Understanding bulk sediment stable isotope records in the Eastern Equatorial Pacific, from seven million years ago to present‐day

Daniele Reghellin, Gerald R. Dickens, Helen K. Coxall, and Jan Backman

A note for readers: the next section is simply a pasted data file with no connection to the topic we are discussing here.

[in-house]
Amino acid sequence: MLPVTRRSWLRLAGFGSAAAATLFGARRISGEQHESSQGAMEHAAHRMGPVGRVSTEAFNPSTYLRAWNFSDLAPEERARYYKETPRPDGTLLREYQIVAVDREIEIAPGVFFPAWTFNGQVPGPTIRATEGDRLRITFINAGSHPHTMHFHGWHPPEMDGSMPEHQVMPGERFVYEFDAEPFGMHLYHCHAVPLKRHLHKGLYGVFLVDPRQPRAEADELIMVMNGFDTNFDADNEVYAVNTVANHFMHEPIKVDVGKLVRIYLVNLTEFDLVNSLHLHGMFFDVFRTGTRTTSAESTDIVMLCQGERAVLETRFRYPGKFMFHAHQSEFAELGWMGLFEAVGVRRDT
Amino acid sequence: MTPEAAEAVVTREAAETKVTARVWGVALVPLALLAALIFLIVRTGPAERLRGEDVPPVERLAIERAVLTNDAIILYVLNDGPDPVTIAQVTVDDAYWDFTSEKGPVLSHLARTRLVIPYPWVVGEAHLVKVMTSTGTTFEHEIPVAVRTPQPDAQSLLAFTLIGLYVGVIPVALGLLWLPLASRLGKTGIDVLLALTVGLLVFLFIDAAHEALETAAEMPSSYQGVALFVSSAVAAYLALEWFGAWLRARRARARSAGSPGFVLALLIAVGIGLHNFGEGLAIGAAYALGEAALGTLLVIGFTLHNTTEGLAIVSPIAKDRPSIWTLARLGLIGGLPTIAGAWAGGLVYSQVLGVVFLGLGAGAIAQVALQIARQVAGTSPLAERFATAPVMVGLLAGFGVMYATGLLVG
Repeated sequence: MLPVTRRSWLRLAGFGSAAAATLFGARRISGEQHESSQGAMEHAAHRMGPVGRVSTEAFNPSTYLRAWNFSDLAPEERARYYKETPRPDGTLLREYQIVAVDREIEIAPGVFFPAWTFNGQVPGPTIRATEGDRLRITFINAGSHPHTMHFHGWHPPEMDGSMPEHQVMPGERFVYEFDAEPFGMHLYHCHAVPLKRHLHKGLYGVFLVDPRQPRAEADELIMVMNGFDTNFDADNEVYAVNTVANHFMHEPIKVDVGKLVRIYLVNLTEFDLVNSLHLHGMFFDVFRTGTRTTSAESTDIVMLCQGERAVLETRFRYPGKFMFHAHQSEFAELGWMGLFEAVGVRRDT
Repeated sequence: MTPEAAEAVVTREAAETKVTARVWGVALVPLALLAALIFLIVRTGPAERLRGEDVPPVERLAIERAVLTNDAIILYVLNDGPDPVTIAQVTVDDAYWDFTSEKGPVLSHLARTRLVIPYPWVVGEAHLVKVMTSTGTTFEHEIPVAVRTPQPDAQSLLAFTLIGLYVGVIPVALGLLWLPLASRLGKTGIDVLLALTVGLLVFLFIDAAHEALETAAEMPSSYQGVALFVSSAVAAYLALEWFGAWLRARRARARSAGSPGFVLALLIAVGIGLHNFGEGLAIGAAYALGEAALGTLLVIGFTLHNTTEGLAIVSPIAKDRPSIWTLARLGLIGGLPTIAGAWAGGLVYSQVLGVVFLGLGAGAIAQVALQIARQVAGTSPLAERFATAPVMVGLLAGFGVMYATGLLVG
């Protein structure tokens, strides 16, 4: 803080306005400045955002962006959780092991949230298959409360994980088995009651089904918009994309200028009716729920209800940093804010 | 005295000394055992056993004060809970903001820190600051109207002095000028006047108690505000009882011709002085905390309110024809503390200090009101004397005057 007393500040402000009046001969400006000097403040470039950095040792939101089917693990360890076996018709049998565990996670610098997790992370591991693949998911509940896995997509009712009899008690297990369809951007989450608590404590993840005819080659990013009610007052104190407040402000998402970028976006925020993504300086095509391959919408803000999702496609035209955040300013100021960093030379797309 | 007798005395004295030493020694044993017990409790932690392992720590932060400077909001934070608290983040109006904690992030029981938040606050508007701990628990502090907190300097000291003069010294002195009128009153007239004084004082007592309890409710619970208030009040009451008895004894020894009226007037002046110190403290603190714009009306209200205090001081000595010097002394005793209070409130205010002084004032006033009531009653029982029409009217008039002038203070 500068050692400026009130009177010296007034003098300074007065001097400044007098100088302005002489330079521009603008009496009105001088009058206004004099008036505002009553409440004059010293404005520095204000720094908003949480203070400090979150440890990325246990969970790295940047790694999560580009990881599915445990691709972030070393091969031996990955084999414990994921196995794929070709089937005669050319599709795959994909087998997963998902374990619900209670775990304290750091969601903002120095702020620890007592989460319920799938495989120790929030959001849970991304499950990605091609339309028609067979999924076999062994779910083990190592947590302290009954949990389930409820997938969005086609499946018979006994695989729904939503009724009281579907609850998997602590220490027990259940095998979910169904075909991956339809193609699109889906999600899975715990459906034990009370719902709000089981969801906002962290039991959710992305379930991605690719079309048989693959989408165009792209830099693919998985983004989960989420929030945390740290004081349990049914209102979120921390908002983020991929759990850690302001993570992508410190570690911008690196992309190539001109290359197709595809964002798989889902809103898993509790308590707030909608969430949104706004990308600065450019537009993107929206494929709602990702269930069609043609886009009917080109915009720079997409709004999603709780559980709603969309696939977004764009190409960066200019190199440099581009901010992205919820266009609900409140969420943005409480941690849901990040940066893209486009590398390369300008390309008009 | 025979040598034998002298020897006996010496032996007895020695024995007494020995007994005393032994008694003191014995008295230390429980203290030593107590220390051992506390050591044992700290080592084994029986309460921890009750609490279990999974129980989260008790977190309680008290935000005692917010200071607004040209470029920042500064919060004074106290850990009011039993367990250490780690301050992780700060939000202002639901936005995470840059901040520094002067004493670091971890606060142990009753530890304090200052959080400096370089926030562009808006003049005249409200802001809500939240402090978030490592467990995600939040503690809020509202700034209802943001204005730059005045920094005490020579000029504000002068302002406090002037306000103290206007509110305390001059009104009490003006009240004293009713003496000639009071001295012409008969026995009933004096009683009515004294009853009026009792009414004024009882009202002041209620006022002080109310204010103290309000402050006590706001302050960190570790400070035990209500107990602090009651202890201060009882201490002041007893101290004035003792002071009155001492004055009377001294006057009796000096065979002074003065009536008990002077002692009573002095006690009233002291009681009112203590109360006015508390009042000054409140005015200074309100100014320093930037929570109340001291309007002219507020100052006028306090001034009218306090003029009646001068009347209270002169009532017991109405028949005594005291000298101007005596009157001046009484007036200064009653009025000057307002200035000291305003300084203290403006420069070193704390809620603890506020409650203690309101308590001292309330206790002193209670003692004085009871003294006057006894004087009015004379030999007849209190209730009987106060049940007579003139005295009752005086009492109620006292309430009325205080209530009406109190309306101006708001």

Stable isotope (δ13C and δ18O) records of bulk marine sediment carry information on past carbon cycling and oceanography, but origins and interpretations remain uncertain because such signals represent mixtures of different biogenic components, each with potential offsets from primary parameters. Studies of Neogene sediment from the Eastern Equatorial Pacific (EEP) exemplify this issue, because stable isotope records of bulk sediment and foraminifera at different sites exhibit similarities and differences in absolute value that somehow relate to depositional age. Here we measure δ13C and δ18O of bulk carbonate, two fine grain fractions (<63 and <20 μm), mixed species planktic and benthic foraminifera, and foraminifera fragments from sediments deposited over four time intervals within the last 7 Ma at ODP Site 851. These data can be compared to published δ13C and δ18O records of multiple single species planktic foraminifera from the same site and benthic foraminifera from an adjacent site. Bulk sediment δ13C and δ18O records represent a mixed signal dominated by reticulofenestrid coccolith calcite, but modified by variable amounts of different foraminifera. Similarities and differences between stable isotope records result from temporal changes in water chemistry and temperature, depths of calcite precipitation, and vital effects that impact fractionation of various biogenic components. The remarkable correlation of bulk stable isotope records within the EEP suggests that several factors change collectively over time across a broad oceanographic region. Ideally, multiple stable isotope records coupled with other proxy measurements might lead to an internally consistent paleoceanographic perspective of the EEP since the late Miocene.

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